The report alleges the PMO tried to pressure former attorney general Jody Wilson-Raybould to force the public prosecutor to settle, which is what SNC-Lavalin wants. When she refused, she was demoted to a less significant cabinet role.
The Prime Minister’s Office denies the allegations, and Wilson-Raybould is refusing to comment.
The ongoing case involves millions of dollars in alleged bribes to Libyan officials—including $160 million to Saadi Gaddafi. This is just one of several instances where SNC-Lavalin or its executives have faced prosecution for corruption, typically revolving around bribes.
The firm’s former CEO just last week pleaded guilty on a multimillion dollar bribery scheme involving a $1.3 billion contract for a Montréal superhospital.
Another key executive illegally funnelled a six-figure sum to the federal Liberals.
Last May, former SNC-Lavalin vice-president Normand Morin was charged with engineering a scheme to illegally donate more than $100,000 to the Liberal Party of Canada, as well as Liberal riding associations and leadership candidates.
These donations took place over a period of seven years, during which $8,000 was given to Conservatives through the same scheme.
Employees would donate in their names, but the company would cover the donation through reimbursements for “false refunds for personal expenses or payment of fictitious bonuses.” Corporate contributions have been illegal in Canada since 2006.
Despite the scale and significance of the scam, Morin was required to pay only $2,000 as punishment after pleading guilty in November. The media didn’t report on his plea until last month.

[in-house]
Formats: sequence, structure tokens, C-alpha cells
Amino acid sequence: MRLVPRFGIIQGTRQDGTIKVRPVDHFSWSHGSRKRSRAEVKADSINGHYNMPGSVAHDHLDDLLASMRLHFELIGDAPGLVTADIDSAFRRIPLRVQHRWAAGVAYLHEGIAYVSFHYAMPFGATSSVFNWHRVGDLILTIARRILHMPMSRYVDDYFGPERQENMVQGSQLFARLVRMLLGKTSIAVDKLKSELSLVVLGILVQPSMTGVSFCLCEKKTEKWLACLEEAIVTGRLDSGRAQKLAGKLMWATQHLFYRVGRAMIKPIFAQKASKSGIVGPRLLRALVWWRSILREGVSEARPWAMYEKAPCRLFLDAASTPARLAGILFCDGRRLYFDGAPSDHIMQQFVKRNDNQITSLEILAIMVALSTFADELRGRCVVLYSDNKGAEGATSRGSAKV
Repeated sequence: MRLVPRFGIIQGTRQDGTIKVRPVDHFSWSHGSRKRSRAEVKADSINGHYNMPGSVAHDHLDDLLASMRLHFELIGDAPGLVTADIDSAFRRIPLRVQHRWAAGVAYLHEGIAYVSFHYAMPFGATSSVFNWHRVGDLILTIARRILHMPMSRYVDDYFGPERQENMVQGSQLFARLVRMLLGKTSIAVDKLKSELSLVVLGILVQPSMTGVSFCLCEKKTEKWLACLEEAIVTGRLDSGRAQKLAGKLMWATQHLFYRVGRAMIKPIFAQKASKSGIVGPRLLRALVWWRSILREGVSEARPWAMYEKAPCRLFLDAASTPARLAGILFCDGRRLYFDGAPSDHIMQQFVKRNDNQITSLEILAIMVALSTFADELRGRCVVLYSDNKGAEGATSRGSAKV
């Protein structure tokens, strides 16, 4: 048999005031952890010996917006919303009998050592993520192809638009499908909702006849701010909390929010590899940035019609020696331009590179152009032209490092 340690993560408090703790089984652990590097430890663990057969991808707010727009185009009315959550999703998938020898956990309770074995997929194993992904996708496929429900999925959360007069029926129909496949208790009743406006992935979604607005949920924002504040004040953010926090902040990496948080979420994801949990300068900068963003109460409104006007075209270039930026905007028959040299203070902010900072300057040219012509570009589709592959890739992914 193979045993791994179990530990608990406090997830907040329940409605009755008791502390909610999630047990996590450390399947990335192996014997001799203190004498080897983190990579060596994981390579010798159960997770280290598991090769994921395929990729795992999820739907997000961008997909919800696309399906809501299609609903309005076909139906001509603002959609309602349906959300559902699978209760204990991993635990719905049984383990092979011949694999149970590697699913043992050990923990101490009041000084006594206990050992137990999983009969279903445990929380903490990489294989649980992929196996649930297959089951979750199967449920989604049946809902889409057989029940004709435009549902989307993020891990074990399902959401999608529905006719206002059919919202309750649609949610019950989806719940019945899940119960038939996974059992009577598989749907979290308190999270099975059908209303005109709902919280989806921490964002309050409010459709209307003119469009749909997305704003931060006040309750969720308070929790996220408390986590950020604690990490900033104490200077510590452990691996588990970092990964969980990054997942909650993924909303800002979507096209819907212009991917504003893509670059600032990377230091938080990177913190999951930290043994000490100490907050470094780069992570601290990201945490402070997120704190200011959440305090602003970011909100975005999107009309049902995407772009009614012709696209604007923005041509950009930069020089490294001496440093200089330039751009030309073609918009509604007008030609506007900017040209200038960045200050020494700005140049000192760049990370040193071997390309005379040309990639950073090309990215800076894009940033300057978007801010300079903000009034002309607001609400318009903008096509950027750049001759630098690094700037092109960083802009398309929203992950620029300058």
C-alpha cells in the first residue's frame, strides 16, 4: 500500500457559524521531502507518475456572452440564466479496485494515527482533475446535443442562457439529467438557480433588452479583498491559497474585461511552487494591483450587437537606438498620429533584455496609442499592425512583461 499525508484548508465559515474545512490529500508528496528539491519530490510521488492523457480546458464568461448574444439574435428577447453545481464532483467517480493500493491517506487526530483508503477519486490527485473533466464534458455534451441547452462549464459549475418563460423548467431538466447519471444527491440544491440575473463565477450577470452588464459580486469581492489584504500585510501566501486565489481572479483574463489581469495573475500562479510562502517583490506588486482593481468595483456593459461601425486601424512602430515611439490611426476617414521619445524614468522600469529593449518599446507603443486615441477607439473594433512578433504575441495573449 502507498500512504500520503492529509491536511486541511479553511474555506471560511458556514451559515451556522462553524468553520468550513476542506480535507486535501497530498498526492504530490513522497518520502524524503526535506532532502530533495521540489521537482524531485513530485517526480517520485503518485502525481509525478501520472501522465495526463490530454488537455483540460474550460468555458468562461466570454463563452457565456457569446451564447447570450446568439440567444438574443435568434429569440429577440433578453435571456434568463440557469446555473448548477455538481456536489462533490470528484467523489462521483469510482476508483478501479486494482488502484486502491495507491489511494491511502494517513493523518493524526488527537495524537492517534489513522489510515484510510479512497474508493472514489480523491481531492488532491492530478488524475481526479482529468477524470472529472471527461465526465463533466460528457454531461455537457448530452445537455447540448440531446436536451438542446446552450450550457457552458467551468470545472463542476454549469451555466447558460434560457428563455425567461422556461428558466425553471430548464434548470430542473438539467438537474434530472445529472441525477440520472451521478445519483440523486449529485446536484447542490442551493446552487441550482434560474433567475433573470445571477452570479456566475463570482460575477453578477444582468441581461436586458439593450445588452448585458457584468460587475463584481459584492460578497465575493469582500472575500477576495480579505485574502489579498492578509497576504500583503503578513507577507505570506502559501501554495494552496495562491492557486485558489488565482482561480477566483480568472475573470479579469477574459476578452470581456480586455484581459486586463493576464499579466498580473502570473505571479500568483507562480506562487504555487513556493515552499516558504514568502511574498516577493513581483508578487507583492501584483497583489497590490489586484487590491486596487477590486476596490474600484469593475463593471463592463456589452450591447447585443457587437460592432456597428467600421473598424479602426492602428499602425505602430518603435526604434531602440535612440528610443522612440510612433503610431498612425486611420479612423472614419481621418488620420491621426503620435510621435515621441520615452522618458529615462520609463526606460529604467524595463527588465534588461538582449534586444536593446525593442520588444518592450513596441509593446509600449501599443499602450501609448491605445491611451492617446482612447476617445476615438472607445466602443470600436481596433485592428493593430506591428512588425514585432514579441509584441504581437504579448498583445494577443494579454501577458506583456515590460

SNC-Lavalin admitted there were other executives involved, though they were never publicly identified and Morin was the only one charged.
Though this didn’t stop SNC-Lavalin from having high-level access to Justin Trudeau’s office.
Since 2017, the company’s representatives have met with senior officials in the Prime Minister’s Office—including Trudeau’s principal secretary, Gerald Butts—on 14 occasions, purportedly to lobby for “justice,” which seems to be an odd topic for an engineering firm.
For optics alone, the PMO shouldn’t have been taking meetings with representatives of a company facing ongoing criminal prosecution.
I’m inclined to side with NDP member of parliament Charlie Angus in saying SNC-Lavalin shouldn’t even have access to federal contracts, given its track record of corruption.
If the Globe report is true, thank goodness Wilson-Raybould had the moral grounding to say no, despite it coming at a personal cost.
It’s clear the ties between the Liberals and SNC-Lavalin run deep.